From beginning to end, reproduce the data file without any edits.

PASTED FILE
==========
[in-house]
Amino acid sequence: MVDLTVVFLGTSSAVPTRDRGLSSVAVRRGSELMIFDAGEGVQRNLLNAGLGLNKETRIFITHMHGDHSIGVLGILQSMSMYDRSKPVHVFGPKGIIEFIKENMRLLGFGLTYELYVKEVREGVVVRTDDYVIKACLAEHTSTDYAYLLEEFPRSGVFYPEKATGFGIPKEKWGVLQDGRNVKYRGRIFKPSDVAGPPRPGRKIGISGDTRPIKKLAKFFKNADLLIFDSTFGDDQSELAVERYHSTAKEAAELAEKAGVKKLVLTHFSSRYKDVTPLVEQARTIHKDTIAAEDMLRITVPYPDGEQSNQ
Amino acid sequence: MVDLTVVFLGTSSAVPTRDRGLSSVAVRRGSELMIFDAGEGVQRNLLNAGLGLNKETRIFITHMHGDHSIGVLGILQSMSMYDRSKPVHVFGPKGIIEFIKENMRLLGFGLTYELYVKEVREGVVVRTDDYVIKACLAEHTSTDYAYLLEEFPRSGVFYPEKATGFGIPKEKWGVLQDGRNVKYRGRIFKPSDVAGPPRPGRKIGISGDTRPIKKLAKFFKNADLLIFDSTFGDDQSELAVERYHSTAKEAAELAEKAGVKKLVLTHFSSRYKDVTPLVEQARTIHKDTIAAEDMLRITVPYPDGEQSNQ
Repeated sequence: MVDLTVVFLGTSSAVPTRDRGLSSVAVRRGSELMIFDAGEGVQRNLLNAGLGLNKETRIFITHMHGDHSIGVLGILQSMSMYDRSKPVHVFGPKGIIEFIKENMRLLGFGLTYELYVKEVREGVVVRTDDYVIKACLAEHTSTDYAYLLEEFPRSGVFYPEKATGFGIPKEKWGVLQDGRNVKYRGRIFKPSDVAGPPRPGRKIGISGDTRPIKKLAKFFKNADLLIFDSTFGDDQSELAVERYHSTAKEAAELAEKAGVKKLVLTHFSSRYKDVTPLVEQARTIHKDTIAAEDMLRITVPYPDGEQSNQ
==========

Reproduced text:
[in-house]
Amino acid sequence: MVDLTVVFLGTSSAVPTRDRGLSSVAVRRGSELMIFDAGEGVQRNLLNAGLGLNKETRIFITHMHGDHSIGVLGILQSMSMYDRSKPVHVFGPKGIIEFIKENMRLLGFGLTYELYVKEVREGVVVRTDDYVIKACLAEHTSTDYAYLLEEFPRSGVFYPEKATGFGIPKEKWGVLQDGRNVKYRGRIFKPSDVAGPPRPGRKIGISGDTRPIKKLAKFFKNADLLIFDSTFGDDQSELAVERYHSTAKEAAELAEKAGVKKLVLTHFSSRYKDVTPLVEQARTIHKDTIAAEDMLRITVPYPDGEQSNQ
Amino acid sequence: MVDLTVVFLGTSSAVPTRDRGLSSVAVRRGSELMIFDAGEGVQRNLLNAGLGLNKETRIFITHMHGDHSIGVLGILQSMSMYDRSKPVHVFGPKGIIEFIKENMRLLGFGLTYELYVKEVREGVVVRTDDYVIKACLAEHTSTDYAYLLEEFPRSGVFYPEKATGFGIPKEKWGVLQDGRNVKYRGRIFKPSDVAGPPRPGRKIGISGDTRPIKKLAKFFKNADLLIFDSTFGDDQSELAVERYHSTAKEAAELAEKAGVKKLVLTHFSSRYKDVTPLVEQARTIHKDTIAAEDMLRITVPYPDGEQSNQ
Repeated sequence: MVDLTVVFLGTSSAVPTRDRGLSSVAVRRGSELMIFDAGEGVQRNLLNAGLGLNKETRIFITHMHGDHSIGVLGILQSMSMYDRSKPVHVFGPKGIIEFIKENMRLLGFGLTYELYVKEVREGVVVRTDDYVIKACLAEHTSTDYAYLLEEFPRSGVFYPEKATGFGIPKEKWGVLQDGRNVKYRGRIFKPSDVAGPPRPGRKIGISGDTRPIKKLAKFFKNADLLIFDSTFGDDQSELAVERYHSTAKEAAELAEKAGVKKLVLTHFSSRYKDVTPLVEQARTIHKDTIAAEDMLRITVPYPDGEQSNQ